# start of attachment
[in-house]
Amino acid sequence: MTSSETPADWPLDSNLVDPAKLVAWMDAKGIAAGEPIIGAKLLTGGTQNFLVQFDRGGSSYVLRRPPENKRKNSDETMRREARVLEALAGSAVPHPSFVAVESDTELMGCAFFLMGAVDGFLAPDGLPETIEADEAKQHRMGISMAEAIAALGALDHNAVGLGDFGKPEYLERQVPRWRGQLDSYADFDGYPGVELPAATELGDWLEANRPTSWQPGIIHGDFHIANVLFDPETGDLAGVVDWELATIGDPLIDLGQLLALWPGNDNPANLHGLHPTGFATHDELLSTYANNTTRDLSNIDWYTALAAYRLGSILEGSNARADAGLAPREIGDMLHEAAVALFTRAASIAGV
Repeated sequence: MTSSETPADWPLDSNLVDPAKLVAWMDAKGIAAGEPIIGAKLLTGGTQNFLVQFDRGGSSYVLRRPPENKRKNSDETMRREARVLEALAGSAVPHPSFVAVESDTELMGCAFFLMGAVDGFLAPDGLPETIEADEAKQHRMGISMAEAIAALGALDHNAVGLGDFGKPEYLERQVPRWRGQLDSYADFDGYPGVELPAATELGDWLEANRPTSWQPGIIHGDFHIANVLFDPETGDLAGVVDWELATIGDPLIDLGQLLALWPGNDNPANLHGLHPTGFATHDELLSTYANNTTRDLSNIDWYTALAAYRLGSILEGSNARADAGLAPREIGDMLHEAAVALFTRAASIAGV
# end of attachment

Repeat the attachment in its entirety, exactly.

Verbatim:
[in-house]
Amino acid sequence: MTSSETPADWPLDSNLVDPAKLVAWMDAKGIAAGEPIIGAKLLTGGTQNFLVQFDRGGSSYVLRRPPENKRKNSDETMRREARVLEALAGSAVPHPSFVAVESDTELMGCAFFLMGAVDGFLAPDGLPETIEADEAKQHRMGISMAEAIAALGALDHNAVGLGDFGKPEYLERQVPRWRGQLDSYADFDGYPGVELPAATELGDWLEANRPTSWQPGIIHGDFHIANVLFDPETGDLAGVVDWELATIGDPLIDLGQLLALWPGNDNPANLHGLHPTGFATHDELLSTYANNTTRDLSNIDWYTALAAYRLGSILEGSNARADAGLAPREIGDMLHEAAVALFTRAASIAGV
Repeated sequence: MTSSETPADWPLDSNLVDPAKLVAWMDAKGIAAGEPIIGAKLLTGGTQNFLVQFDRGGSSYVLRRPPENKRKNSDETMRREARVLEALAGSAVPHPSFVAVESDTELMGCAFFLMGAVDGFLAPDGLPETIEADEAKQHRMGISMAEAIAALGALDHNAVGLGDFGKPEYLERQVPRWRGQLDSYADFDGYPGVELPAATELGDWLEANRPTSWQPGIIHGDFHIANVLFDPETGDLAGVVDWELATIGDPLIDLGQLLALWPGNDNPANLHGLHPTGFATHDELLSTYANNTTRDLSNIDWYTALAAYRLGSILEGSNARADAGLAPREIGDMLHEAAVALFTRAASIAGV